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Jan 17 2019 - 07:00 PM
Sara LaHayne
Sara LaHayne is the Founder & CEO of Move This World, a social emotional learning program that provides PreK-12 educators and students with video tools to strengthen their social and emotional wellbeing in order to create healthy environments where effective teaching and learning can occur. Through evidence-based, developmentally appropriate videos used to open and close the school day, Move This World ritualizes a daily practice of identifying, expressing, and managing emotions. To date, Move This World has impacted over half a million students across 26 states and Washington, D.C. A lifelong dancer and previous professional performer, LaHayne authored, implemented, and evaluated the original Move This World curriculum 12 years ago as a Fulbright Scholar in Bogotá, Colombia.

How did your education and previous professional experience shape your current work at Move This World?

I graduated from the University of Virginia with degrees in Foreign Affairs and Spanish. I had no idea, or intention, to become the CEO of a tech company or to author a social emotional learning curriculum.

Upon graduation, I went to Colombia as a Fulbright Scholar. My Fulbright Supervisor was focused on what they called peace education, better known as social emotional learning. I watched as the teachers lectured and directed students to read certain portions of textbooks, with the end goal being to teach social and emotional skills. The students were bored and un-engaged. I started to think about how disconnected and unauthentic it felt to teach these important social and emotional skills through textbooks and lectures. Growing up, my world revolved around creative expression, particularly dance. I grew up dancing, and actually almost left school to pursue it professionally. My father was a singer and songwriter who would often write songs for various family celebrations throughout the year. My mother was and still is a dancer. Creativity was how my family expressed themselves and how I continue to express myself to this day. As I juggle running my organization with being a wife, mother, and friend, I still carve out time weekly to release my creative energy by taking a dance class.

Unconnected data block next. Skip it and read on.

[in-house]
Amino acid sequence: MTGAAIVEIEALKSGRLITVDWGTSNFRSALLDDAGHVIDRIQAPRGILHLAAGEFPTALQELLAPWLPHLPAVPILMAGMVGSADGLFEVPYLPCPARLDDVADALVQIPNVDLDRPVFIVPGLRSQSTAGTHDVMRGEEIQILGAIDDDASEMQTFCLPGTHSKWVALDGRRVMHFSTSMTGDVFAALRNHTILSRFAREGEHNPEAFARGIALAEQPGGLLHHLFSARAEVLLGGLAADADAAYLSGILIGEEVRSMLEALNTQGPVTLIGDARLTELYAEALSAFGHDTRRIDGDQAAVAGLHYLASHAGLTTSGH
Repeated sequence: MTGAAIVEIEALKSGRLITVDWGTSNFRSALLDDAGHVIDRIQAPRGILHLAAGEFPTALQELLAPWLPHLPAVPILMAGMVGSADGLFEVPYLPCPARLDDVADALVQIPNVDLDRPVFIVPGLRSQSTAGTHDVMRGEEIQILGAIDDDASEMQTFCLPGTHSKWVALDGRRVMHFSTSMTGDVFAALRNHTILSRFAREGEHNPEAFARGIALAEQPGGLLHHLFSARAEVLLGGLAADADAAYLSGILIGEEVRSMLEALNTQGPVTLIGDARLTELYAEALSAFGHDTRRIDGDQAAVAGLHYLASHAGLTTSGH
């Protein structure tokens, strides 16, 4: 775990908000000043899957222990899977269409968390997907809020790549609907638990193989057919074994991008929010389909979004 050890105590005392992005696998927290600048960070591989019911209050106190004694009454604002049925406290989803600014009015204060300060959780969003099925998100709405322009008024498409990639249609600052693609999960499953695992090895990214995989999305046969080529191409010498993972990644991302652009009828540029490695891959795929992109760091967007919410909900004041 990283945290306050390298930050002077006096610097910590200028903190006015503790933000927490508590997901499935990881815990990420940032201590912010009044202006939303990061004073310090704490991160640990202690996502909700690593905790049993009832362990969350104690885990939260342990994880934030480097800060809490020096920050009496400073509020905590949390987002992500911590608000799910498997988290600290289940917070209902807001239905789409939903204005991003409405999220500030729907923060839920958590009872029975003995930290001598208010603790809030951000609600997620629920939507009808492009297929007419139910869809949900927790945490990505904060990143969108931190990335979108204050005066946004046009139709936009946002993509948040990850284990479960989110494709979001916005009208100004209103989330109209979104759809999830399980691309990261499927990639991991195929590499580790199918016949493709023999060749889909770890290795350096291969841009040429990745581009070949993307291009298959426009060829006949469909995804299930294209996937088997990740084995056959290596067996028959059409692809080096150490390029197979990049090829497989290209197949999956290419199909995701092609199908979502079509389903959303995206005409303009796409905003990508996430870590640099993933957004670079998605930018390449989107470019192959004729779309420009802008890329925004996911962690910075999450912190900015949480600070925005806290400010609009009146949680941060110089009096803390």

While in Colombia, I spent part of my day out in the school yard with the children. Much of our time was spent blasting reggaeton music and dancing with one another. I started to wonder how I could take this avenue of creative expression, one that I myself grew up attached to, and use it to deliver social emotional learning curriculum.

How do you hope your work at Move This World will change the way students and educators approach learning?

Mental health, social and emotional wellbeing, and safe school communities are top of mind for educators, parents, children, politicians, and many other individuals throughout the country. Twelve years ago, Move This World set out to provide opportunities to authentically connect to yourself and to others through creative expression. Although the delivery of our program may have shifted, the mission has stayed the same.